Signpost (Weber, Utah), 1958-11-261
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let Dear Students . . ointments Out Soi By Francia Oborn Note of clarification: Contrary to some speculations, "Letters to Lucerne" has nothing to do with a note to the milkman. The play, which is being- presented Dec. 2-0 in the Arena Theatre, takes place inside a finishing school in Switzerland just prior to the outbreak of World War II. Girls representing England, France, Hungary, Germany, and the United States attend the school. The conflict which the War creates in the lives and friendships of these girls is portrayed through the letters they receive from then homes. Plays Olga Carol Ann Lepley plays Olga, the Hungarian girl: Sandy Klem- steuber is the French Felice. Americans Bingo Hill and Sally Jackson are played by Judy Conrady and Pat Behling. Susan Brown is Erna, the German girl; and Judie Vaughn plays Marion, the English girl. Besides giving their characterizations that final polishing, these girls are busy rounding up nightgowns, negligees, and pajamas to wear in the play's two dormitory scenes. Director H.E.D. Redford asks that anyone having extra of the aforementioned will please contact Janet Bell, his assistant. Other players in the cast include: John Stevens as Gustave, Trudy Iverson as Miss Linder, Dee Hill as Hans, and Bill Higley as Francois. Remember: Moench Arena Theatre, Dec. 2-C, 8:30. Utah Popular For Third Appearance Having a' near capacity attendance at their first appearance and a "sell-out" at the Paul Whiteman concert, the Utah Symphony will stageits third appearance here, Nov. "Might Lectures Religion to Feature Qr.Olson The fifth annual series of Evening Lectures on Religion are being presented at Weber College in joint sponsorship with Brigham Young University, the University of Utah, and Utah State University. . The lecture-discussions have and will be given in the Moench Building Auditorium at 7:30, usually on Thursdays. Nine lecturers will participate in the series. Among them is Weber college's instructor in philosophy and anthropology, Dr. Jennings G. Olson, who is lecturing Dec. 11 on "The Religious Philosophy of Albert Schweitzer." A schedule has been arranged so that each lecturer will be heard at all four schools. I i . i - ' ' 1 l. J 9 j- i A I SLAP ME, WILL YOU ! In this tense scene from "Letters to Lucerne" Sandy Kleinstuber (left) prepares to land a blow to the tortured brow of Susan Brown. Pat Behling (center) and Judie Vaughn (right) look duly horrified. WEBER COLLEGE SIGNPOST OGDEN, Vol. XXI No. 35 28, at the Ogden High School Auditorium. Maestro Maurice Abravanel will be conducting the all-orchestral program, including "Intermezzo from Vanessa," by contemporary American composer Samuel Barber, "Harold in Italy" by Berlioz, and "Swan Lake Ballet Suite," by Tschaikowsky. Svmnhonv 0 1 IT Pass the Turkey---Out By Mike Parker A Meleagris gallopave, as far as I'm concerned, isn't worth such a long name. The citizens of the U. S. must agree with me, because they call it a turkey, too. In spite of the fact that the bird is not worth nineteen letters, peo- i pie of the U. S. still dish out $50,- 000,000 for the blasted birds every November. A turkeyless Thanksgiving to Americans is as formidable as a recurrence of the Plague. I have four major dislikes: rock 'n roll, Asiatic flu, my turn to buy, and turkeys. I would rather have a Thanksgiving dinner consisting of dandelions, stale bread, and moldy cheese. Why people love this bird so much is a real mystery. It isn't pretty. It's hard to cook. It's expensive. It's tough usually (unless UTAH November 26th, 1958 ue in ugaen riday Evening According to Dr. Clair Johnson, the Symphony is receiving great popularity here and is responsible for raising the cultural level of the entire area. It is urged, however, that all those attending this or any concert be in their seats at 8:15. Complaints have been raised recently with regard to late-comers. soaked in acid), and it's as tasty as a mouthful of hot sand. The only point in its favor and flavor is its endurance (usually five to six days after the big blast.) It's also superb for a variety of repulsive specialties; i. e. a miserable casserole, a stew, a sandwich, or noodle soup. My dog is a 15 pound appetite. She will eat left-over potato peelings, horse radish, straight butter. and whole coconuts. Turkey meat will make her turn into a finicky sniveling coward. She cowers at the smell. The sight of it makes her place her paws delicately over her eyes and whimper. It's odd that people will relish what a dog will not look at. The first Thanksgiving dinner was held in Massachusetts. The Pilgrims had just wound up a Foi Winter Quarter Work The line forms at the right for registration appointments. Announcement comes from the By Carole Blanken A colored film of Venezuelan wildlife, "Ranch of the Purple Flowers", will be presented Dec. 10 by the Audubon lecturer Robert C. Hermes as the first of a trio of the Audubon Screen Tours. For the fifth season, the Life Sciences Division is sponsoring authentic, colored motion pictures, narrated by the nature photographer. These are designed to arouse local interest in conservation problems through the presentation of entertaining and cultural lectures and color films. Several of the camera wild life hunters have supplied Walt Disney with much of the material that went into his "Bear Valley," "Living Desert," "Vanishing Prairie" and others. Purple Flowers Mr. Hermes, the first lecturer, was commissioned by a U.S. company operating in Venezuela to make a natural history film of that country. He spent many months on a huge cattle ranch in the basin of the Orinoco River in Central Venezuela, gathering material for his "Ranch of the Purple Flowers." There, on the llanos or plains and in the jungles he found birds, animals, and reptiles seldom seen even in zoos and museums of North America. The booked programs are scheduled as follows: Wednesday, Dec. 10 "Ranch of the Purple Flowers" Robert C. Hermes. Thursday, Mar. 5 "Waterway Wildlife" Leonard Hall. Wednesday, Apr. 15 "Great Smoky Skyland" G. Harrison Orians. All lectures will be held in the Moench Building Auditorium at S:15 p.m. Heoeztieia Is Iiidoben riim b Outlook Good for Weber Debators In Western States Tournament Eight men and two women are defending Weber's claim to super- the Window famine and were expecting a corn crop when a war party ol Iroquois tried to poison them with turkeys and venison. Because they were starving, the Pilgrims were suck-ered into the plot. The Iroquois, having never attended Yale, goofed. The Pilgrims ate the onions (roasted with the turkeys) and gave the birds back. Thus the Indian Wars began. This year, though, along with tens of millions of other turkey-haters will yield to the Torturous Turkey Tradition. We will all be reluctantly social as we gobble the dried-out gobbler. And as in previous Thanksgiving celebrations, my young and growing brother will munch away at the drumsticks, Dad will humbly clean the wings, and I will get the section synonymous with this final paragraph . . . the end! registrar's office that Sophomores can obtain appointments for Winter Quarter registration Wednesday and Thursday, Dec. 10 and 11. Appointments for Freshmen will be available Thursday, and Friday, December 11 and 1-. The registration date for Sophomores will be Thursday, Dec. 18; and Freshmen may register, Friday, Dec. Registration for new students will be Friday, Jan. 2. Appointments for Evening School registration can be obtained Monday and Tuesday, Dec. 15 and 10. Evening school students will register Wednesday, Dec. 17, and Saturday, Dec. "20. The regrind for both Day and Evening School begins Jan. 5. Happy New Year. Barker Speech Set Speakers of the college arise! The yearly Barker Extemporaneous Contest will be held Dec. 11, in the Moench Auditorium. Two freshmen contestants will be chosen under the direction of Floyd Woodfield from tryouts among basic communications classes. An equal number of sophomore entries will be selected from an open tryout to be conducted by Chairman Larry Evans. Current Persons Topics for discussion will be drawn from current and important persons'. The student selects his topic, prepares his speech for approximately an hour, and then speaks from five to seven minutes. The winner will receive a gold medal and his name and the class he represents will be engraved on a silver trophy. Second place winner will receive a silver medal. The contest was originated by the late James K. Barker, President of Weber Stake Academy. iority at the Western States Debate tournament being held at the University of Utah. Anxious teams from eleven western states are out for fame in this biggest speech festival of the year. Colleges and universities of these states have their five best teams in junior and senior divisions to compete. Extemporaneous speaking, impromptu, oratory, interpretative reading, and debate present stiff challenge to our veterans of the Columbia Basin Tournament. During the Basin Tourney, the W. C. speakers captured Sweepstakes. They met eight schools from four states, defeating them all to secure this distinction. Weber's shrewd debators include Carolyn Ileiner, Rosa Lee Scoffield, Mike Monson, Jim Hardy, Bob Moesinger, Mike Murdock, Charles Powell, Andy Wahlquist, Brent Wood, and John Statler.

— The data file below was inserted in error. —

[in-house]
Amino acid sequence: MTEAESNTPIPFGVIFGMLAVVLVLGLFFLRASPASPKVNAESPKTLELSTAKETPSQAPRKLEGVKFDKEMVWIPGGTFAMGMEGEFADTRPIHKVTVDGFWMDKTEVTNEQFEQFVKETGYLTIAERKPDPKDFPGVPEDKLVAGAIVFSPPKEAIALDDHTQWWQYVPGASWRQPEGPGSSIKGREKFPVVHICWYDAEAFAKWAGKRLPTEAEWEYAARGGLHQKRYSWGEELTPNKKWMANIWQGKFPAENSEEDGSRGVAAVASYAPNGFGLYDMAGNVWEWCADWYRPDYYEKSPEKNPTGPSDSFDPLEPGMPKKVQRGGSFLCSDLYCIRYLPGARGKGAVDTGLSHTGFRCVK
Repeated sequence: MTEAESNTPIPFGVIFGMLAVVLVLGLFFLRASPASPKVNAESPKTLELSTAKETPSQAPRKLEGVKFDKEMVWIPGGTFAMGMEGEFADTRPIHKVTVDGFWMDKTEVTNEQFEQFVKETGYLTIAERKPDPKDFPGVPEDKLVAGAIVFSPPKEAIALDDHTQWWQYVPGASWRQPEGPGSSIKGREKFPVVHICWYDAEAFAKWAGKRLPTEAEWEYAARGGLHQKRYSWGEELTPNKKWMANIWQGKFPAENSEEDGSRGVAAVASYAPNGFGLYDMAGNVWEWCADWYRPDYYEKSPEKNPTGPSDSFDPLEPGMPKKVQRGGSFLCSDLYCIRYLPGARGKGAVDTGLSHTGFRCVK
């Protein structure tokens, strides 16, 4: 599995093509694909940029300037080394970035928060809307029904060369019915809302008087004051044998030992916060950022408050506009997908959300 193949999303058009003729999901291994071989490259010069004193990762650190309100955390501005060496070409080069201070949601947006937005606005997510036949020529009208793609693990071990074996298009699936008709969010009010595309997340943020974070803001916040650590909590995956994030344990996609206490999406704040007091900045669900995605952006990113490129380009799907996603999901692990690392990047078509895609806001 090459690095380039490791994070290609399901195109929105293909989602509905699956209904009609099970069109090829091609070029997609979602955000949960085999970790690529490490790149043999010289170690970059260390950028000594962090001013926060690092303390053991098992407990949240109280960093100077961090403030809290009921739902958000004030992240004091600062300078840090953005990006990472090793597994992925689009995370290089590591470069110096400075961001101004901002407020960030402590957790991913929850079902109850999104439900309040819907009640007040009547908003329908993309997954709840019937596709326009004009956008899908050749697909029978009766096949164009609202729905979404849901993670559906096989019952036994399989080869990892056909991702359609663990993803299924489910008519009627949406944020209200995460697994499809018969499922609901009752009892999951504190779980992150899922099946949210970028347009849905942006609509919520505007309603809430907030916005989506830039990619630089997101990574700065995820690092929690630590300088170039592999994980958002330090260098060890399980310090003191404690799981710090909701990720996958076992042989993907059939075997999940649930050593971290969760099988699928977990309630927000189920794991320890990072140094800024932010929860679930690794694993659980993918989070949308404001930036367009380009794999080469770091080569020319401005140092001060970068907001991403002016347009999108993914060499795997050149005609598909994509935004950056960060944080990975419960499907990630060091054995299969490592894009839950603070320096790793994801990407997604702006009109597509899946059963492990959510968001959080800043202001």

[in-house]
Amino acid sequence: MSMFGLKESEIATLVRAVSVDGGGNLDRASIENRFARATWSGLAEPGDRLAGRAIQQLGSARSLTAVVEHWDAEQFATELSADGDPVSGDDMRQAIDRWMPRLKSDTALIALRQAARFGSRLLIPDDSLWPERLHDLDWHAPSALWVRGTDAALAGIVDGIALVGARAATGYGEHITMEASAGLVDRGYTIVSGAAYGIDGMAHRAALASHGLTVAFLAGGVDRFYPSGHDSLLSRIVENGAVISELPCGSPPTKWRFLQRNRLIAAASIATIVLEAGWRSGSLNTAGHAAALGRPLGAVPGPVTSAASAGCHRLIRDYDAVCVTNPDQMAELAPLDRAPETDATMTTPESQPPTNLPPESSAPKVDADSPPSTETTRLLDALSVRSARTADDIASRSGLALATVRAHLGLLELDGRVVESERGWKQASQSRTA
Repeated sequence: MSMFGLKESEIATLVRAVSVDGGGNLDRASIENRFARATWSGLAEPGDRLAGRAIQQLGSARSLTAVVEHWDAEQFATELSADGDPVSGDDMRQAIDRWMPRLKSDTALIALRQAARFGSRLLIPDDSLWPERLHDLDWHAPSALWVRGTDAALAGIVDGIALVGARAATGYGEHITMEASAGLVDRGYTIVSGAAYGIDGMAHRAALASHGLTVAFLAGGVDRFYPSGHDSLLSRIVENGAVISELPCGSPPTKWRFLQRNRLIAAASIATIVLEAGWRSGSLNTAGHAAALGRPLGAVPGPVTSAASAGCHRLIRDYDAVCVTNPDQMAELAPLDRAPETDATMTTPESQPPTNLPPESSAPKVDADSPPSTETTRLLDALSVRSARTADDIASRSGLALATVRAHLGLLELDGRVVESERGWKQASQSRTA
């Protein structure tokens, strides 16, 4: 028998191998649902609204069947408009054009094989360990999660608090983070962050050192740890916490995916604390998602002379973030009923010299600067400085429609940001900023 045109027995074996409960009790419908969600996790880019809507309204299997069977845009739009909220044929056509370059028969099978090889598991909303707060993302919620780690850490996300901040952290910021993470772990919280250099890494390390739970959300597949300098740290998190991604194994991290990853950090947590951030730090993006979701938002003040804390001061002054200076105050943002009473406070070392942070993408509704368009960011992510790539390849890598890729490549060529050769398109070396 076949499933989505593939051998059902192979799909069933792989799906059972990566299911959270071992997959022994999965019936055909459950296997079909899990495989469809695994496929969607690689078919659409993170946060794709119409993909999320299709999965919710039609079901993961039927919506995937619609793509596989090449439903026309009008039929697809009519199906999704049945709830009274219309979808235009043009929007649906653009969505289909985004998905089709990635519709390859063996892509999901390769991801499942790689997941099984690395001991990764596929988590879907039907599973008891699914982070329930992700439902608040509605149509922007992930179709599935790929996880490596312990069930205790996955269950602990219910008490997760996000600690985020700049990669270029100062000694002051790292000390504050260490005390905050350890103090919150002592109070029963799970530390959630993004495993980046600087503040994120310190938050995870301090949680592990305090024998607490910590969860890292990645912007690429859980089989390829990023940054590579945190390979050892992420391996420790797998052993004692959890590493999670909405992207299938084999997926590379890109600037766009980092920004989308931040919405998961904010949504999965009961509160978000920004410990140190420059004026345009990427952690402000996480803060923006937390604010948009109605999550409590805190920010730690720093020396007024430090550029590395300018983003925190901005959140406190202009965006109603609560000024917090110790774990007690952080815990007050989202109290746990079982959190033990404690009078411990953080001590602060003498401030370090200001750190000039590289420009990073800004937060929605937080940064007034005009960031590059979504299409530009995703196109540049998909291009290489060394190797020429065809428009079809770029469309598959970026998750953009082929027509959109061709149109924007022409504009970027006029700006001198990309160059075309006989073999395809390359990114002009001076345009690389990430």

|Title||Signpost (Weber, Utah), 1958-11-26, Vol. 21, No. 35|
|Contributors||Associated Students of Weber College|
|Description||Weber's current student newspaper, the Signpost, first appeared on September 29, 1937. For two years prior to that time, campus news was disseminated via announcements posted on a bulletin board known as the "Signpost". As a result, the masthead of the first issue of the paper itself featured a rudimentary wooden sign with the title spelled out in rustic-looking letters. Over the years the paper has been published continuously, though the look, size and style has changed several times.|
|Subject||College student newspapers and periodicals; Weber College|
|Publisher Digital||Stewart Library, Weber State University|
|Source||University Archives LD5893.W55 S5, Stewart Library, Weber State University|
|Rights Management||Public Domain. Courtesy of University Archives, Stewart Library, Weber State University.|